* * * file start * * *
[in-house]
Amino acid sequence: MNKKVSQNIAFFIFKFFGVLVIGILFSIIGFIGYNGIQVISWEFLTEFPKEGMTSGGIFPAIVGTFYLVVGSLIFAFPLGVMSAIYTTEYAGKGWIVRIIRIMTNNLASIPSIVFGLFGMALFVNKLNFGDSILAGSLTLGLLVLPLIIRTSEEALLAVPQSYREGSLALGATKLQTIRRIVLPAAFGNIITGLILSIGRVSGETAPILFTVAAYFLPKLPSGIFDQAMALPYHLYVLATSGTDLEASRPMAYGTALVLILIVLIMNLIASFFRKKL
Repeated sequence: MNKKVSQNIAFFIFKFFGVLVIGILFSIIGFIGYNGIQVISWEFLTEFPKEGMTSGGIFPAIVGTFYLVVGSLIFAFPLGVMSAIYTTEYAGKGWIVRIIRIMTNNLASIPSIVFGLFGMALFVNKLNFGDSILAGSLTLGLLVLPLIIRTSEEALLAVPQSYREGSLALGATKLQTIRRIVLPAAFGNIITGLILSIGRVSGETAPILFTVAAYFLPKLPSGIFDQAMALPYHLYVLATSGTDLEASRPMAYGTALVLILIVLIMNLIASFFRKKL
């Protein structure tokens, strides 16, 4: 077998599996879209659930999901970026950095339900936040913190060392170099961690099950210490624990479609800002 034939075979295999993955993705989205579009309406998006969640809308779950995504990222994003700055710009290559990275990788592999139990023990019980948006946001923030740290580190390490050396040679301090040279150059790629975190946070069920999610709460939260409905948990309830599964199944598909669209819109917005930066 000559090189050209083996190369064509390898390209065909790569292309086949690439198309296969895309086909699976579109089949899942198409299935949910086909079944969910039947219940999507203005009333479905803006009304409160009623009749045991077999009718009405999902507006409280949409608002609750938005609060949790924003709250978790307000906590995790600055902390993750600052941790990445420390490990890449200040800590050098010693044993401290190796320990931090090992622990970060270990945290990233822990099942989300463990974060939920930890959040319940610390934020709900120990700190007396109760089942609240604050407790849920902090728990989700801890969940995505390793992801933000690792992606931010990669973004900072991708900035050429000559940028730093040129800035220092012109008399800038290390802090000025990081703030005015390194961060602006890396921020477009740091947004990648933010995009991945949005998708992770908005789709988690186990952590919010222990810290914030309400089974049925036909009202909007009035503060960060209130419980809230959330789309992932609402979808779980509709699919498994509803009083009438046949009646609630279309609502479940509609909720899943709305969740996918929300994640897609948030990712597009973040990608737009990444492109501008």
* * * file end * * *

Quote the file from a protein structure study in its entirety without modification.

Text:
[in-house]
Amino acid sequence: MNKKVSQNIAFFIFKFFGVLVIGILFSIIGFIGYNGIQVISWEFLTEFPKEGMTSGGIFPAIVGTFYLVVGSLIFAFPLGVMSAIYTTEYAGKGWIVRIIRIMTNNLASIPSIVFGLFGMALFVNKLNFGDSILAGSLTLGLLVLPLIIRTSEEALLAVPQSYREGSLALGATKLQTIRRIVLPAAFGNIITGLILSIGRVSGETAPILFTVAAYFLPKLPSGIFDQAMALPYHLYVLATSGTDLEASRPMAYGTALVLILIVLIMNLIASFFRKKL
Repeated sequence: MNKKVSQNIAFFIFKFFGVLVIGILFSIIGFIGYNGIQVISWEFLTEFPKEGMTSGGIFPAIVGTFYLVVGSLIFAFPLGVMSAIYTTEYAGKGWIVRIIRIMTNNLASIPSIVFGLFGMALFVNKLNFGDSILAGSLTLGLLVLPLIIRTSEEALLAVPQSYREGSLALGATKLQTIRRIVLPAAFGNIITGLILSIGRVSGETAPILFTVAAYFLPKLPSGIFDQAMALPYHLYVLATSGTDLEASRPMAYGTALVLILIVLIMNLIASFFRKKL
């Protein structure tokens, strides 16, 4: 077998599996879209659930999901970026950095339900936040913190060392170099961690099950210490624990479609800002 034939075979295999993955993705989205579009309406998006969640809308779950995504990222994003700055710009290559990275990788592999139990023990019980948006946001923030740290580190390490050396040679301090040279150059790629975190946070069920999610709460939260409905948990309830599964199944598909669209819109917005930066 000559090189050209083996190369064509390898390209065909790569292309086949690439198309296969895309086909699976579109089949899942198409299935949910086909079944969910039947219940999507203005009333479905803006009304409160009623009749045991077999009718009405999902507006409280949409608002609750938005609060949790924003709250978790307000906590995790600055902390993750600052941790990445420390490990890449200040800590050098010693044993401290190796320990931090090992622990970060270990945290990233822990099942989300463990974060939920930890959040319940610390934020709900120990700190007396109760089942609240604050407790849920902090728990989700801890969940995505390793992801933000690792992606931010990669973004900072991708900035050429000559940028730093040129800035220092012109008399800038290390802090000025990081703030005015390194961060602006890396921020477009740091947004990648933010995009991945949005998708992770908005789709988690186990952590919010222990810290914030309400089974049925036909009202909007009035503060960060209130419980809230959330789309992932609402979808779980509709699919498994509803009083009438046949009646609630279309609502479940509609909720899943709305969740996918929300994640897609948030990712597009973040990608737009990444492109501008």